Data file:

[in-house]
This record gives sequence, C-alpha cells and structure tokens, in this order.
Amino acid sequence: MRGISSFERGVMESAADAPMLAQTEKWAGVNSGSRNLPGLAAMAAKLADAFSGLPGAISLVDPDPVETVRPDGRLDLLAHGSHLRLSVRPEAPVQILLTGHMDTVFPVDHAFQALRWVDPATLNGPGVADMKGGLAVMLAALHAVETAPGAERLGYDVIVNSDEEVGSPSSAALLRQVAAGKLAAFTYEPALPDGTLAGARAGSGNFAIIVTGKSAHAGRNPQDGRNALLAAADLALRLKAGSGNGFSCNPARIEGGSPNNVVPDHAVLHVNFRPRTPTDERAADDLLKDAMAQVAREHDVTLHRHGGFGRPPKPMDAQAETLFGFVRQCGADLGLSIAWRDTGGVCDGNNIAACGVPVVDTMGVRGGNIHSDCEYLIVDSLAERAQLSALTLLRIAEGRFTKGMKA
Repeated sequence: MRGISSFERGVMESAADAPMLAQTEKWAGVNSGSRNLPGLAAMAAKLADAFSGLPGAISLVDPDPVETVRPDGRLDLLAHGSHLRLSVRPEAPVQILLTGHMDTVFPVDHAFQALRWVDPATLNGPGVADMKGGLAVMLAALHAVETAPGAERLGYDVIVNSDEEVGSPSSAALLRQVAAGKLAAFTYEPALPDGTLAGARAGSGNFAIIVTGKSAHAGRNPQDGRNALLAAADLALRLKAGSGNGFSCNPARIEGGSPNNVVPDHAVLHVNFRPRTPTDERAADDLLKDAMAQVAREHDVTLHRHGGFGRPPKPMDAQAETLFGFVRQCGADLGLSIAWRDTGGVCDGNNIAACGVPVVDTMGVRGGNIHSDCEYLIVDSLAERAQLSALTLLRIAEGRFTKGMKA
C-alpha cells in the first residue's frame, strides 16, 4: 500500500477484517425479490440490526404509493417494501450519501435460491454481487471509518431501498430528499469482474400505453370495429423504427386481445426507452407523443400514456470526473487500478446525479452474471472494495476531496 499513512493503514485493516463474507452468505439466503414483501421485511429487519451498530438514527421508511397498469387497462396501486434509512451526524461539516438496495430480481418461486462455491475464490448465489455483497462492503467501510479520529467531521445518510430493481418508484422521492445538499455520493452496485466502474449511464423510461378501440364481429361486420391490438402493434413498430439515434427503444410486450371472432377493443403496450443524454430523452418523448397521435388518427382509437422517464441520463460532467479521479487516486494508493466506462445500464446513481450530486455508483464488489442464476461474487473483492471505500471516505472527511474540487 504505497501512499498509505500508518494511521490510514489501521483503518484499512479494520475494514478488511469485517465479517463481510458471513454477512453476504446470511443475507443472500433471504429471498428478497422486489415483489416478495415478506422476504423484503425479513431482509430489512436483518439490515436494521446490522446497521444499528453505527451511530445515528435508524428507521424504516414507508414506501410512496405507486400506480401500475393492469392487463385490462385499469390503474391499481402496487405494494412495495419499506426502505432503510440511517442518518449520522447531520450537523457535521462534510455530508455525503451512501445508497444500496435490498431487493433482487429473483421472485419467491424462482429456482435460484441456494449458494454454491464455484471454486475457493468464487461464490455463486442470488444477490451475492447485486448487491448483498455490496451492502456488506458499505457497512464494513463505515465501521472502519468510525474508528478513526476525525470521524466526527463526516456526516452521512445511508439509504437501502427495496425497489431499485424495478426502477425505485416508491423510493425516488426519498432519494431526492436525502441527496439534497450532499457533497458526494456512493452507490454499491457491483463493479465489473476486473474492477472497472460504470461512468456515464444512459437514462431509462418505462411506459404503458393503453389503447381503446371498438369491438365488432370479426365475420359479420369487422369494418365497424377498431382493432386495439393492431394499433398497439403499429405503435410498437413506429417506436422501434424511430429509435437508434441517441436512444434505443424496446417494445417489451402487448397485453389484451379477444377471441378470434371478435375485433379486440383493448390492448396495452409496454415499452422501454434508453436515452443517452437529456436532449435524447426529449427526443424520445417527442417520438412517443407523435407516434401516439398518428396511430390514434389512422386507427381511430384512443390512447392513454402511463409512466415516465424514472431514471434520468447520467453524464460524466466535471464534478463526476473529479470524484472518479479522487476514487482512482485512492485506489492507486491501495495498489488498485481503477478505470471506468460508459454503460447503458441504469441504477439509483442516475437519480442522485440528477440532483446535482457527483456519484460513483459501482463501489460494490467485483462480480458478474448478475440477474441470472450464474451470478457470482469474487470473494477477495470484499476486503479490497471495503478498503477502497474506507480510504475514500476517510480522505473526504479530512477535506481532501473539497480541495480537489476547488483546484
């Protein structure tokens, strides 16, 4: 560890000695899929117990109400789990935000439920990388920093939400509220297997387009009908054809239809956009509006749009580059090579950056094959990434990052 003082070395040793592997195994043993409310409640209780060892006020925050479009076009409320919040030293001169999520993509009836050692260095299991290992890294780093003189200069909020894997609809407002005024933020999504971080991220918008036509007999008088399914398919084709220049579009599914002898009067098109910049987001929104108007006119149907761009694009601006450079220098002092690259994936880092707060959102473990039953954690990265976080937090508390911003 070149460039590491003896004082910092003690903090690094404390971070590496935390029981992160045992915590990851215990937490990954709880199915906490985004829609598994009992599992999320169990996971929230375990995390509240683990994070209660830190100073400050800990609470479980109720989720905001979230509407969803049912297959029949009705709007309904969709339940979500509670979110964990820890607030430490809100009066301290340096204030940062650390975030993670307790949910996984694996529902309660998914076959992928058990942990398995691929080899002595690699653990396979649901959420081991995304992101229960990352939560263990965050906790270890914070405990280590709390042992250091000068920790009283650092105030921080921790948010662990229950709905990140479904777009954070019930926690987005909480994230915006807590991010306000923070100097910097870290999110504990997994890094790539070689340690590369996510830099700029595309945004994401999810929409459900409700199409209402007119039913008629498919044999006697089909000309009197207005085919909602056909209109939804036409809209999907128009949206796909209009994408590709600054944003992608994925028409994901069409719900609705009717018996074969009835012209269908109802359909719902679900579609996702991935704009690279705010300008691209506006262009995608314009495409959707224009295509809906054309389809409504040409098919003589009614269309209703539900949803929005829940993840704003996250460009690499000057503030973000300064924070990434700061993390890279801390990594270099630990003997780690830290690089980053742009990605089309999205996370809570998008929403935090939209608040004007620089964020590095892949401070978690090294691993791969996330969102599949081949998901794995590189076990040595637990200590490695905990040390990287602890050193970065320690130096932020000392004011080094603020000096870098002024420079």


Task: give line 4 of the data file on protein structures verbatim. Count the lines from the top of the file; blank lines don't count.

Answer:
Repeated sequence: MRGISSFERGVMESAADAPMLAQTEKWAGVNSGSRNLPGLAAMAAKLADAFSGLPGAISLVDPDPVETVRPDGRLDLLAHGSHLRLSVRPEAPVQILLTGHMDTVFPVDHAFQALRWVDPATLNGPGVADMKGGLAVMLAALHAVETAPGAERLGYDVIVNSDEEVGSPSSAALLRQVAAGKLAAFTYEPALPDGTLAGARAGSGNFAIIVTGKSAHAGRNPQDGRNALLAAADLALRLKAGSGNGFSCNPARIEGGSPNNVVPDHAVLHVNFRPRTPTDERAADDLLKDAMAQVAREHDVTLHRHGGFGRPPKPMDAQAETLFGFVRQCGADLGLSIAWRDTGGVCDGNNIAACGVPVVDTMGVRGGNIHSDCEYLIVDSLAERAQLSALTLLRIAEGRFTKGMKA